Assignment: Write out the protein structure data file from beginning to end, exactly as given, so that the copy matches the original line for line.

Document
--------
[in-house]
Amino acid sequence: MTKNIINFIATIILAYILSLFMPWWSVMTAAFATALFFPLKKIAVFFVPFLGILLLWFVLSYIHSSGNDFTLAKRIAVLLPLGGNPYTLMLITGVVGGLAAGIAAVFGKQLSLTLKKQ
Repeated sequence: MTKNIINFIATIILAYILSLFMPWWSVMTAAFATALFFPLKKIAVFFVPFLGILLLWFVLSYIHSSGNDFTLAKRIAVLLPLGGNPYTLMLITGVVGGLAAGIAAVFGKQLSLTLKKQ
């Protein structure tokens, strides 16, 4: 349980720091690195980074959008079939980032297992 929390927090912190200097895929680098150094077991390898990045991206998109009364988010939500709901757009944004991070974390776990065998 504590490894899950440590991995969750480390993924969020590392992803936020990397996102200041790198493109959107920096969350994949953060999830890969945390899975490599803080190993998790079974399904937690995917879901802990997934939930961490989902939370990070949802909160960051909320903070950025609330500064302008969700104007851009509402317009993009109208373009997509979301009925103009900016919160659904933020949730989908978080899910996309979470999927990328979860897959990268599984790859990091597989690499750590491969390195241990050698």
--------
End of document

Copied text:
[in-house]
Amino acid sequence: MTKNIINFIATIILAYILSLFMPWWSVMTAAFATALFFPLKKIAVFFVPFLGILLLWFVLSYIHSSGNDFTLAKRIAVLLPLGGNPYTLMLITGVVGGLAAGIAAVFGKQLSLTLKKQ
Repeated sequence: MTKNIINFIATIILAYILSLFMPWWSVMTAAFATALFFPLKKIAVFFVPFLGILLLWFVLSYIHSSGNDFTLAKRIAVLLPLGGNPYTLMLITGVVGGLAAGIAAVFGKQLSLTLKKQ
């Protein structure tokens, strides 16, 4: 349980720091690195980074959008079939980032297992 929390927090912190200097895929680098150094077991390898990045991206998109009364988010939500709901757009944004991070974390776990065998 504590490894899950440590991995969750480390993924969020590392992803936020990397996102200041790198493109959107920096969350994949953060999830890969945390899975490599803080190993998790079974399904937690995917879901802990997934939930961490989902939370990070949802909160960051909320903070950025609330500064302008969700104007851009509402317009993009109208373009997509979301009925103009900016919160659904933020949730989908978080899910996309979470999927990328979860897959990268599984790859990091597989690499750590491969390195241990050698």